Fetal Heart Rate As A Measure Of Recognition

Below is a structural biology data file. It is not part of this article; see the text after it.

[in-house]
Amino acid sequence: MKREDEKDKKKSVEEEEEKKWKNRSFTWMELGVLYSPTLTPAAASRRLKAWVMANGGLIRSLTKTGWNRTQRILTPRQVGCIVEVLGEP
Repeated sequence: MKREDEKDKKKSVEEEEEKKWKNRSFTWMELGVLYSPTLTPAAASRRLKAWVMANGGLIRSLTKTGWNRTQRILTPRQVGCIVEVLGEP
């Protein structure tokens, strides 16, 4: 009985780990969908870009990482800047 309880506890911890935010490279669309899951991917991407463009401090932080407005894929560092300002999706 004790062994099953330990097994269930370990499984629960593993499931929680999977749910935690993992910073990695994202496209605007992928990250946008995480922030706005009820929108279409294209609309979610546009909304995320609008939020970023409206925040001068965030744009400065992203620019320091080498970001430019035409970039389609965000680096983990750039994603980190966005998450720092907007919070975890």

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Being able to reliably detect fetal heart rate as a measure of recognition, and knowing that fetuses develop good hearing by the third trimester allows many researchers to study fetal response to various aspects of language, beyond just recognizing maternal voice, during this time in pregnancy. The two ways to study fetal response to maternal voice is by observing their movement and heart rate. By monitoring when a fetus is at rest, then observing their movement when introduced to a stimuli, researchers can note patterns of recognition (Decasper et al., 1994; Krueger et al., 2015; Marx & Nagy, 2015). The researchers Krueger et al. (2015) used both methods of measurement to study pregnant mothers in their third trimester. The researchers were interested to know if fetuses would respond differently when hearing their mother’s voice live versus when they hear their mother’s voice in a recording. To test this, mothers recited a nursery rhyme two times daily from 28-34 weeks gestational age. The researchers hypothesized that fetal cardiac response to both recorded and live voice would decelerate, and that fetal movement would vary depending on the format of the passage (Krueger et al., 2015). The fetuses were tested at 34 weeks for changes in heart rate and movement using a fetal monitor. The results of the study showed that fetuses experience a cardiac deceleration when they heard their mother reading the nursery rhyme live, and experienced a cardiac acceleration when they
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